The notions of remediation (Richard Grusin and Jay David Bolter), and media convergence (Henry Jenkins) speak to the changing face of media, communication, and literacy including composition or writing. These formulations also inform much of the discussions of new media or multimedia compositions and pedagogies in rhetoric and composition (Cathy Yancey, Steven Fraiberg). In this presentation, I argue that a sound pedagogical approach for teaching writing in its expanded sense (not just a traditional academic essay but a full range of old and new media compositions including websites and movies) such as a multiliterate composition pedagogy that I propose and implement in my writing classes should incorporate these foundational theories of media along side recent conversations in rhetoric and composition about the shifting landscape of media and composition for: 1) they can be instrumental in engaging students in conversations about the evolutionary nature of composition media; 2) these theories and their uptake, appropriation, and extension in composition classes in light of emerging composition technologies can help students see the relationship between old and new media or literacies in a new light; 3) their adoption in course materials and assignments can facilitate students’ learning of multiple literacies that they now require to successfully navigate the complexities of globalized world by involving them in the production and consumption of an array of old and new media compositions; and 4) such an interaction of students with media, if complemented by critical resources from rhetoric and media, can translate into their increased awareness of the rhetoricity of each medium and their roles as the citizens of media saturated world.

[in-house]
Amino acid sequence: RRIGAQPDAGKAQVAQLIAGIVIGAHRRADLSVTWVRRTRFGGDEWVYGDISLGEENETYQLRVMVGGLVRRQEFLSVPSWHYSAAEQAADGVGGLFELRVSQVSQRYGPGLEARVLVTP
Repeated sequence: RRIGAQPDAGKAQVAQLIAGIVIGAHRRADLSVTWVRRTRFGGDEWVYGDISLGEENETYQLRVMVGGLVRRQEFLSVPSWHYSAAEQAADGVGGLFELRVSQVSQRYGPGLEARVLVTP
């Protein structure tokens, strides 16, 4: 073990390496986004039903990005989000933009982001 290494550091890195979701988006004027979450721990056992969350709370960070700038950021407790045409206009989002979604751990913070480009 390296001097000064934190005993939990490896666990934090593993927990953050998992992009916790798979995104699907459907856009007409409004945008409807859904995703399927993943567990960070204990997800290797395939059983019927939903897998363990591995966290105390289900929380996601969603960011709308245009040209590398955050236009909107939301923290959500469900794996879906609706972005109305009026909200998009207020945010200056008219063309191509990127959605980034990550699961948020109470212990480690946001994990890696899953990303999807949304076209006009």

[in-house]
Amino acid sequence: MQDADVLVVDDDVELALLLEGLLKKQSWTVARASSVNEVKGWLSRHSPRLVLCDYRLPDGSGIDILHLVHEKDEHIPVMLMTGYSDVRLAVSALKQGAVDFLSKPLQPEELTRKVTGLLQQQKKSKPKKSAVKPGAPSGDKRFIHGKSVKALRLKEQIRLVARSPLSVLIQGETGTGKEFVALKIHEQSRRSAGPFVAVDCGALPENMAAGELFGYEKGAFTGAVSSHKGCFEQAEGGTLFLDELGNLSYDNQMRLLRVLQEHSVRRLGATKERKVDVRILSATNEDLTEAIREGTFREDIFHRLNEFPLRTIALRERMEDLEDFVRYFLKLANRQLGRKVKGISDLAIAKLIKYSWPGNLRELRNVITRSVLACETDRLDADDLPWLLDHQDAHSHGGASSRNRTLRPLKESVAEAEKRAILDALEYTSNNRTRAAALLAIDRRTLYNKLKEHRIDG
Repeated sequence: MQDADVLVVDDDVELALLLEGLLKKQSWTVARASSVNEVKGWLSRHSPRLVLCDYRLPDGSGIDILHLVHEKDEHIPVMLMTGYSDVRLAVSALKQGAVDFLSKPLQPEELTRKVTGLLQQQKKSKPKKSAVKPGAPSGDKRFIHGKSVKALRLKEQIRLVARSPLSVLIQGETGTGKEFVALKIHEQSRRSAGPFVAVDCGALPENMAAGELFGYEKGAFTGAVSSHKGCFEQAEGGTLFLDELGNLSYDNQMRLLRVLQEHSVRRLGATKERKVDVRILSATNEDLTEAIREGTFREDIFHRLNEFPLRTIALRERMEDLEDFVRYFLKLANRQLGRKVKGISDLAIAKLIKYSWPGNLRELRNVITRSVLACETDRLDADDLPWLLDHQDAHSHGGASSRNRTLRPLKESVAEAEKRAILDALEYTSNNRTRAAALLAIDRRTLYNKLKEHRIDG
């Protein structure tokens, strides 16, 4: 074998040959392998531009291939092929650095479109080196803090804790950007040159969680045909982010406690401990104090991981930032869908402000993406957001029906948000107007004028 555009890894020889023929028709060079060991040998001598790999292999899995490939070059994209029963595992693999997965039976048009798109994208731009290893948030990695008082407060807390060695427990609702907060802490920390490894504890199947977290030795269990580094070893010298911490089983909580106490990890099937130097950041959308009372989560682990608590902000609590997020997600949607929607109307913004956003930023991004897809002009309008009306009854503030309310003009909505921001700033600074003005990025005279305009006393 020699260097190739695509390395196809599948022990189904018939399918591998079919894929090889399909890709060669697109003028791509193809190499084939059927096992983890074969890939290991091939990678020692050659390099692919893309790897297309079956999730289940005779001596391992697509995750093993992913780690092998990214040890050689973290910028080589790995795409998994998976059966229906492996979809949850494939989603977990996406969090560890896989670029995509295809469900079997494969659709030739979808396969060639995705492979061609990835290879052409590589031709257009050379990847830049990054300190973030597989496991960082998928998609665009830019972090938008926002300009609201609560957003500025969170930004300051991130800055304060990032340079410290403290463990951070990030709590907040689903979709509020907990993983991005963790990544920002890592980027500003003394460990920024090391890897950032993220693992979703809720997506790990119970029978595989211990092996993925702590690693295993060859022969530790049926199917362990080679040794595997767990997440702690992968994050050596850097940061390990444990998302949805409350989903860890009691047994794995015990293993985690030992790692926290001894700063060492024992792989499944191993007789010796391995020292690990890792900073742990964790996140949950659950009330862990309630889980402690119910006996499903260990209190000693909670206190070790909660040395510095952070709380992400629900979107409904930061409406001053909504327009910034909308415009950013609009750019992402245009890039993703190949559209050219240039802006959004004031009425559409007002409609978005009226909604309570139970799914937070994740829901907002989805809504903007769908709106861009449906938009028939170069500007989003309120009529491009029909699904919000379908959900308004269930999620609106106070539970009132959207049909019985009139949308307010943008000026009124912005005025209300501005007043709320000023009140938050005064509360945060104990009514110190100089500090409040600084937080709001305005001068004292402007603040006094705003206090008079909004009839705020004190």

In order to demonstrate how the incorporation of these resources in composition can be productive, I will elaborate how I translated the tenets of remediation and media convergence into some meaningful curricular instruments such as remediation projects (where students remediated their academic essays into web forms for two different audiences—general American public, and communities of students’ peers who they closely worked with during the composition of those web texts), and collaborative documentary film-making projects; implemented them in two composition classrooms of diverse student body in an American institution, and achieved some designated pedagogical goals of cultivating multiple literacies in students while engaging them in composition practices in its larger sense. This being a part of a larger study, I will also discuss some of the findings of this experimentation (with a mutliliterate composition pedagogy) in a diverse classroom by triangulating different sources of data such as student artifacts, my curricular artifacts, students’ unit and portfolio reflections, scripts of interviews with fourteen of my twenty students (I interviewed them four times during the semeser—once for each of four units of the course), their blogs, and my own research narratives.